The effect of several antiepileptic treatments on the fatty acid metabolism of Sprague-Dawley rats / Adrienne Ubbink.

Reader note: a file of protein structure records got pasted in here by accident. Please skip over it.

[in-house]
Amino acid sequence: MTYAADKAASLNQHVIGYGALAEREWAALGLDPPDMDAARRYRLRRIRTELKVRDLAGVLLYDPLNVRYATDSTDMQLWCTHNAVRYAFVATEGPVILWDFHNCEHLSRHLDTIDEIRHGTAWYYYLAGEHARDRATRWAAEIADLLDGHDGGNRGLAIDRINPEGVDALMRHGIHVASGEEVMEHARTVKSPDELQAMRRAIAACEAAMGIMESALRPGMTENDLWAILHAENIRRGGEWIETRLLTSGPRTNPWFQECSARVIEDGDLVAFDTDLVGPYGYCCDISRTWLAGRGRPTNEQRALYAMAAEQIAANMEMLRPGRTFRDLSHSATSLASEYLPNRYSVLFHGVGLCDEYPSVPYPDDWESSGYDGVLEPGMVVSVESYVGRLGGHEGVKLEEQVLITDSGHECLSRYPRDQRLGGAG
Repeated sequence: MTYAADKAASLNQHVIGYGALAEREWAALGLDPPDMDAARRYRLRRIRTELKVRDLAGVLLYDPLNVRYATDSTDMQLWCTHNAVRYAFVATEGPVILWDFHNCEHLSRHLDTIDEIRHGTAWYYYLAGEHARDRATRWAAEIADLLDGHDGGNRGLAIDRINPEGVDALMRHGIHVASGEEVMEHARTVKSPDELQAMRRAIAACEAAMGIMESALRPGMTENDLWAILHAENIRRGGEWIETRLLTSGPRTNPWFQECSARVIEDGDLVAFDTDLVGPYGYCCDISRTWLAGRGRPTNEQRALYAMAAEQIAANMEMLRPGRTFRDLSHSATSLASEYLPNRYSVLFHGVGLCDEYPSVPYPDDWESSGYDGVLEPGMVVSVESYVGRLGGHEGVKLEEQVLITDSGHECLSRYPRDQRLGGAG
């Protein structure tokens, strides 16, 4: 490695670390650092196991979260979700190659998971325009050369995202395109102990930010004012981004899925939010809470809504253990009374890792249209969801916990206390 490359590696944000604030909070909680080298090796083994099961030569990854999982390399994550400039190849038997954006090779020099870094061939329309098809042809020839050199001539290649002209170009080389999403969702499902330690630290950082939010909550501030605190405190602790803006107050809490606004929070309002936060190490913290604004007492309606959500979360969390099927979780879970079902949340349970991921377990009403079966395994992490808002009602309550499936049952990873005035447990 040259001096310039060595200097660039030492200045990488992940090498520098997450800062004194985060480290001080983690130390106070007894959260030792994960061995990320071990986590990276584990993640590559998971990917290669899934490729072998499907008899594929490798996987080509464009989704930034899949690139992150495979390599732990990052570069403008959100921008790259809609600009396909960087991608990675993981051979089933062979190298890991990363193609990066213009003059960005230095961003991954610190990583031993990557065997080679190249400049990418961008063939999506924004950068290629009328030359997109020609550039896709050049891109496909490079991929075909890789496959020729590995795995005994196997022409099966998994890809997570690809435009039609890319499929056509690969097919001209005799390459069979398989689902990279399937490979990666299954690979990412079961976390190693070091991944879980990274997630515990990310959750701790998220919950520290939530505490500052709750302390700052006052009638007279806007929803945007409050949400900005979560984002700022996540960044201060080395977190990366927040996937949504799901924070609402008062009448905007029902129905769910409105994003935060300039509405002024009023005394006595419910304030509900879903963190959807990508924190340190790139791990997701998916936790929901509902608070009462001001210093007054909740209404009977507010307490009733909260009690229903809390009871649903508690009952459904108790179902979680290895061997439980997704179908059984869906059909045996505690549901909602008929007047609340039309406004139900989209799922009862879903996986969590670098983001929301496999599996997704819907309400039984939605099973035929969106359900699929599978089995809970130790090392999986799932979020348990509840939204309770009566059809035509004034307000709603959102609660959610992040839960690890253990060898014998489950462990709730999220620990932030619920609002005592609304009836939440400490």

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Treatments for epilepsy encompass a wide range of drugs and dietary supplements and understanding their mechanisms of action is important for effective clinical use. Many structures and processes are involved in the development of a seizure, including neurons, ion channels, receptors, glia, as well as inhibitory and excitatory synapses. Antiepileptic drugs are designed to modify these processes to favour inhibition over excitation in order to stop or prevent seizure. Valproate and carbamazepine are two widely used antiepileptic drugs lthough the chemical structures differ from each other. Acetyl-L-carnitine is a dietary supplement, which assists in fatty acid transportation into the mitochondria. Carnosine is a potential antiepileptic drug that could inhibit seizures through the histaminergic system. The ketogenic diet is a treatment generally used to treat refractory epilepsy. Based on a study by KrOger (2006), who reported increased plasma omega-3-fatty acid levels in epileptic patients treated with carbamazepine or valproate, it was hypothesized that aforementioned drugs could mimic the effects of the ketogenic diet on fatty acid metabolism. The study reported in this dissertation was designed to assess the effect of several anti-epileptic treatments on fatty acid metabolism as monitored by urinary excretion of acylcarnitines, glycine conjugates and glycine. Six groups of male Sprague Dawley rats (n = 10, for each group) were respectively treated with valproate, carbamazepine, carnosine, acetyl-L-carnitine, and a ketogenic diet. The sixth group served as a control. Rats were treated for 28 days, decapitated, and blood and urine samples were collected. For the determination of glycine conjugates and glycine, a standardised method, employing gas chromatography-mass spectrometry (GC/MS), was used. Acylcarnitines was determined using isotope-dilution tandem mass spectrometry (LC-MS/MS). The ketogenic diet resulted in slower body mass gain, as well as increased urinary long chain fatty acylcarnitines (p < 0.001), dicarboxylic fatty acylcarnitines (p < 0.001), acetylcarnitine (p < 0.001), free carnitine (p < 0.001) and 3-hydroxybutyrate-carnitine (p < 0.001) excretion. Valproate, carbamazepine and carnosine treatments did not cause in any statistically significant effects on the parameters of fatty acid metabolism as mentioned above. The data indicate that aforementioned anticonvulsant drugs do not exert their anticonvulsant effects by mechanisms similar to that of the ketogenic diet. Rats treated with acetyl-L-carnitine demonstrated increased urinary acylcarnitine (p < 0.001), carnitine (p < 0.001) and 3-hydroxybutyrate-carnitine (p < 0.001) excretion, suggesting that acylcarnitine may be an effective detoxifying agent for patients suffering from medium-chain acyl-CoA dehydrogenase deficiency (MCADD).
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